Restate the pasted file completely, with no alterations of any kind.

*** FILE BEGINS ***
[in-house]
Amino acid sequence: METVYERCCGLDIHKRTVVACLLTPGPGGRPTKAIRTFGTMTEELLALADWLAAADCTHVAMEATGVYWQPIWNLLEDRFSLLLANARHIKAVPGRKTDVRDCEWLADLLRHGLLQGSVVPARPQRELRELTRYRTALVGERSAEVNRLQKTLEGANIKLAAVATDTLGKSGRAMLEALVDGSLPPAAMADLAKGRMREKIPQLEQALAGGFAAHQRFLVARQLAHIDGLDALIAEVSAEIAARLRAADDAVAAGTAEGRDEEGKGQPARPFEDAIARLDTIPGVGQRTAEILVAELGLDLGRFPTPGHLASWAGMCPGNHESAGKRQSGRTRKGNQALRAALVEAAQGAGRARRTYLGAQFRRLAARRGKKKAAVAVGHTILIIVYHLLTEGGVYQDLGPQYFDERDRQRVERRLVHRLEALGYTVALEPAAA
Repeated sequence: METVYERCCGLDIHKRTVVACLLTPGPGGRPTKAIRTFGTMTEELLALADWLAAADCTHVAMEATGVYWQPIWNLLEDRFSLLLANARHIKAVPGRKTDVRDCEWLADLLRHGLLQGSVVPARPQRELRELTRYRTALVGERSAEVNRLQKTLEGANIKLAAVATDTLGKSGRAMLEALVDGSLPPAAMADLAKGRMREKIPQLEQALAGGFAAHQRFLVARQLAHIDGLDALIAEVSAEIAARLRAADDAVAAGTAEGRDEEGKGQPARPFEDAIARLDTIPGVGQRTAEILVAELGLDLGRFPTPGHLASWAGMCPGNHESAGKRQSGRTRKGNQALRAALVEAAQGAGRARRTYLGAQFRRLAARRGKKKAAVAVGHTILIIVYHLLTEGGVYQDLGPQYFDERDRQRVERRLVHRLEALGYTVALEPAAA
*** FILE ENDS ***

[in-house]
Amino acid sequence: METVYERCCGLDIHKRTVVACLLTPGPGGRPTKAIRTFGTMTEELLALADWLAAADCTHVAMEATGVYWQPIWNLLEDRFSLLLANARHIKAVPGRKTDVRDCEWLADLLRHGLLQGSVVPARPQRELRELTRYRTALVGERSAEVNRLQKTLEGANIKLAAVATDTLGKSGRAMLEALVDGSLPPAAMADLAKGRMREKIPQLEQALAGGFAAHQRFLVARQLAHIDGLDALIAEVSAEIAARLRAADDAVAAGTAEGRDEEGKGQPARPFEDAIARLDTIPGVGQRTAEILVAELGLDLGRFPTPGHLASWAGMCPGNHESAGKRQSGRTRKGNQALRAALVEAAQGAGRARRTYLGAQFRRLAARRGKKKAAVAVGHTILIIVYHLLTEGGVYQDLGPQYFDERDRQRVERRLVHRLEALGYTVALEPAAA
Repeated sequence: METVYERCCGLDIHKRTVVACLLTPGPGGRPTKAIRTFGTMTEELLALADWLAAADCTHVAMEATGVYWQPIWNLLEDRFSLLLANARHIKAVPGRKTDVRDCEWLADLLRHGLLQGSVVPARPQRELRELTRYRTALVGERSAEVNRLQKTLEGANIKLAAVATDTLGKSGRAMLEALVDGSLPPAAMADLAKGRMREKIPQLEQALAGGFAAHQRFLVARQLAHIDGLDALIAEVSAEIAARLRAADDAVAAGTAEGRDEEGKGQPARPFEDAIARLDTIPGVGQRTAEILVAELGLDLGRFPTPGHLASWAGMCPGNHESAGKRQSGRTRKGNQALRAALVEAAQGAGRARRTYLGAQFRRLAARRGKKKAAVAVGHTILIIVYHLLTEGGVYQDLGPQYFDERDRQRVERRLVHRLEALGYTVALEPAAA